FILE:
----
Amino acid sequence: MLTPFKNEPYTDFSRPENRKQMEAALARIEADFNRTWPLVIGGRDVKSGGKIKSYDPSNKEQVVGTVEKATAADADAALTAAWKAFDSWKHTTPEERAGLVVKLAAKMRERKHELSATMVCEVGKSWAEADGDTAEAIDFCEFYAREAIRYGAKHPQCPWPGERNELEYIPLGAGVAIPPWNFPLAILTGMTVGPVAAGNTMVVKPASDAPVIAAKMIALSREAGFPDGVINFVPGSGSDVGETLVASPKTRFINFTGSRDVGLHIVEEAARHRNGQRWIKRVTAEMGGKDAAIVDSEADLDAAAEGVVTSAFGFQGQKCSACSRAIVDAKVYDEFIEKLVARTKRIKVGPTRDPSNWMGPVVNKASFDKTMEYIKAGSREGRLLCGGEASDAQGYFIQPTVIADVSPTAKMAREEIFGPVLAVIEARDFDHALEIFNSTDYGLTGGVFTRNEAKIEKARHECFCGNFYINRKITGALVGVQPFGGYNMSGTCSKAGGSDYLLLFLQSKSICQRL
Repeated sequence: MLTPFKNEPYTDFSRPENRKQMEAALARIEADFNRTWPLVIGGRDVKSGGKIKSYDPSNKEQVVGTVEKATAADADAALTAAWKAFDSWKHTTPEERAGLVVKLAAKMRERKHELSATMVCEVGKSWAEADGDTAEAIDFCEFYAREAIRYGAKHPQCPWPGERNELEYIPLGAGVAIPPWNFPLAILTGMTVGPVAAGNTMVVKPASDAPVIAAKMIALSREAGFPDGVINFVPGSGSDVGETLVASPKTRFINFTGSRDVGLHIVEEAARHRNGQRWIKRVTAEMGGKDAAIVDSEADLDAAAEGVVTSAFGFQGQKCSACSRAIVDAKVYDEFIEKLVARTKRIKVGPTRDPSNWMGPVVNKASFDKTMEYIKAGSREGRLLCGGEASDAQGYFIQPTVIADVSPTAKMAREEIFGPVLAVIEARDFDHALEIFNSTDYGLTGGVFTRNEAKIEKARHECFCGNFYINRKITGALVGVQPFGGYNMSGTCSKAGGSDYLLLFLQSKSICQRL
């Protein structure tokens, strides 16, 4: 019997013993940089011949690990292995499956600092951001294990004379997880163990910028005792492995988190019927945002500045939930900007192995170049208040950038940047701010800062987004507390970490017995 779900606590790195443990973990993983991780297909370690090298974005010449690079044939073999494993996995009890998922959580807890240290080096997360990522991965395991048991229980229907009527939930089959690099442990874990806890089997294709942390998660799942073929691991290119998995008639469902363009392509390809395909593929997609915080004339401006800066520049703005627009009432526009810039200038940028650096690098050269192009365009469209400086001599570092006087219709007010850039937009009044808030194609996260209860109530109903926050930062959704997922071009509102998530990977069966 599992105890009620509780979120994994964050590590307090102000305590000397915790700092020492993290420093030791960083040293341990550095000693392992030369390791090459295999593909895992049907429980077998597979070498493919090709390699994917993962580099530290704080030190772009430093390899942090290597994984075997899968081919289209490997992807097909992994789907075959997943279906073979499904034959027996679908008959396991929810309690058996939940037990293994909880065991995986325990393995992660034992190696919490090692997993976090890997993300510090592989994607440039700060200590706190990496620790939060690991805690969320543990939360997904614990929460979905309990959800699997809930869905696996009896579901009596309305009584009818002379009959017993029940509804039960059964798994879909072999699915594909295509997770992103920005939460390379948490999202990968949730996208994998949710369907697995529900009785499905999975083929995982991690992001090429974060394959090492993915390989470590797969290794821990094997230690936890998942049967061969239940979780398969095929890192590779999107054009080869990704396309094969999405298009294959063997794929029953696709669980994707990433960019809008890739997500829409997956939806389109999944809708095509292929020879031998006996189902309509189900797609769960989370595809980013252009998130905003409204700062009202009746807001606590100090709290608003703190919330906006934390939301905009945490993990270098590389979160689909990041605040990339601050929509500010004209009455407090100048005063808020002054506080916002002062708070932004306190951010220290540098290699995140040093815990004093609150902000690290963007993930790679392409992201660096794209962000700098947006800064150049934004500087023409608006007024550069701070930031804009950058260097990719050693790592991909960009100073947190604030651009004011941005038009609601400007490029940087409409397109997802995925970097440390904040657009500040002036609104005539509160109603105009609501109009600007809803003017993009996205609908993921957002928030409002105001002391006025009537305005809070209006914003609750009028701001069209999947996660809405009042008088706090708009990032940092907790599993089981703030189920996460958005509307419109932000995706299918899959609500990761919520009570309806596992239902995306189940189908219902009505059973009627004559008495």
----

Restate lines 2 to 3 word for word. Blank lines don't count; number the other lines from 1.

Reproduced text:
Repeated sequence: MLTPFKNEPYTDFSRPENRKQMEAALARIEADFNRTWPLVIGGRDVKSGGKIKSYDPSNKEQVVGTVEKATAADADAALTAAWKAFDSWKHTTPEERAGLVVKLAAKMRERKHELSATMVCEVGKSWAEADGDTAEAIDFCEFYAREAIRYGAKHPQCPWPGERNELEYIPLGAGVAIPPWNFPLAILTGMTVGPVAAGNTMVVKPASDAPVIAAKMIALSREAGFPDGVINFVPGSGSDVGETLVASPKTRFINFTGSRDVGLHIVEEAARHRNGQRWIKRVTAEMGGKDAAIVDSEADLDAAAEGVVTSAFGFQGQKCSACSRAIVDAKVYDEFIEKLVARTKRIKVGPTRDPSNWMGPVVNKASFDKTMEYIKAGSREGRLLCGGEASDAQGYFIQPTVIADVSPTAKMAREEIFGPVLAVIEARDFDHALEIFNSTDYGLTGGVFTRNEAKIEKARHECFCGNFYINRKITGALVGVQPFGGYNMSGTCSKAGGSDYLLLFLQSKSICQRL
């Protein structure tokens, strides 16, 4: 019997013993940089011949690990292995499956600092951001294990004379997880163990910028005792492995988190019927945002500045939930900007192995170049208040950038940047701010800062987004507390970490017995 779900606590790195443990973990993983991780297909370690090298974005010449690079044939073999494993996995009890998922959580807890240290080096997360990522991965395991048991229980229907009527939930089959690099442990874990806890089997294709942390998660799942073929691991290119998995008639469902363009392509390809395909593929997609915080004339401006800066520049703005627009009432526009810039200038940028650096690098050269192009365009469209400086001599570092006087219709007010850039937009009044808030194609996260209860109530109903926050930062959704997922071009509102998530990977069966 599992105890009620509780979120994994964050590590307090102000305590000397915790700092020492993290420093030791960083040293341990550095000693392992030369390791090459295999593909895992049907429980077998597979070498493919090709390699994917993962580099530290704080030190772009430093390899942090290597994984075997899968081919289209490997992807097909992994789907075959997943279906073979499904034959027996679908008959396991929810309690058996939940037990293994909880065991995986325990393995992660034992190696919490090692997993976090890997993300510090592989994607440039700060200590706190990496620790939060690991805690969320543990939360997904614990929460979905309990959800699997809930869905696996009896579901009596309305009584009818002379009959017993029940509804039960059964798994879909072999699915594909295509997770992103920005939460390379948490999202990968949730996208994998949710369907697995529900009785499905999975083929995982991690992001090429974060394959090492993915390989470590797969290794821990094997230690936890998942049967061969239940979780398969095929890192590779999107054009080869990704396309094969999405298009294959063997794929029953696709669980994707990433960019809008890739997500829409997956939806389109999944809708095509292929020879031998006996189902309509189900797609769960989370595809980013252009998130905003409204700062009202009746807001606590100090709290608003703190919330906006934390939301905009945490993990270098590389979160689909990041605040990339601050929509500010004209009455407090100048005063808020002054506080916002002062708070932004306190951010220290540098290699995140040093815990004093609150902000690290963007993930790679392409992201660096794209962000700098947006800064150049934004500087023409608006007024550069701070930031804009950058260097990719050693790592991909960009100073947190604030651009004011941005038009609601400007490029940087409409397109997802995925970097440390904040657009500040002036609104005539509160109603105009609501109009600007809803003017993009996205609908993921957002928030409002105001002391006025009537305005809070209006914003609750009028701001069209999947996660809405009042008088706090708009990032940092907790599993089981703030189920996460958005509307419109932000995706299918899959609500990761919520009570309806596992239902995306189940189908219902009505059973009627004559008495």